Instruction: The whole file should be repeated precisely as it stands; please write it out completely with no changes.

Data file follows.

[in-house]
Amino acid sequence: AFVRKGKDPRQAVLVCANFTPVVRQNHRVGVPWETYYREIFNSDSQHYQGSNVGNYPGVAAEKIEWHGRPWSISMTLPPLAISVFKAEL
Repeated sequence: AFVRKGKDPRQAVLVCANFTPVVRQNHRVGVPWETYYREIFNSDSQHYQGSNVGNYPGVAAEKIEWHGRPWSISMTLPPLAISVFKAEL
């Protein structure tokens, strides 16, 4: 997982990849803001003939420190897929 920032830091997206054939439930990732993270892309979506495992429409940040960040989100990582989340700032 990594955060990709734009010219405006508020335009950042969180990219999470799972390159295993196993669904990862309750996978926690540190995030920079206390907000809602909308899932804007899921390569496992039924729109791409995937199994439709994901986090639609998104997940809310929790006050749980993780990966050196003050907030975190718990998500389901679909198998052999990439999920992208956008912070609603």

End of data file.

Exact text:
[in-house]
Amino acid sequence: AFVRKGKDPRQAVLVCANFTPVVRQNHRVGVPWETYYREIFNSDSQHYQGSNVGNYPGVAAEKIEWHGRPWSISMTLPPLAISVFKAEL
Repeated sequence: AFVRKGKDPRQAVLVCANFTPVVRQNHRVGVPWETYYREIFNSDSQHYQGSNVGNYPGVAAEKIEWHGRPWSISMTLPPLAISVFKAEL
């Protein structure tokens, strides 16, 4: 997982990849803001003939420190897929 920032830091997206054939439930990732993270892309979506495992429409940040960040989100990582989340700032 990594955060990709734009010219405006508020335009950042969180990219999470799972390159295993196993669904990862309750996978926690540190995030920079206390907000809602909308899932804007899921390569496992039924729109791409995937199994439709994901986090639609998104997940809310929790006050749980993780990966050196003050907030975190718990998500389901679909198998052999990439999920992208956008912070609603």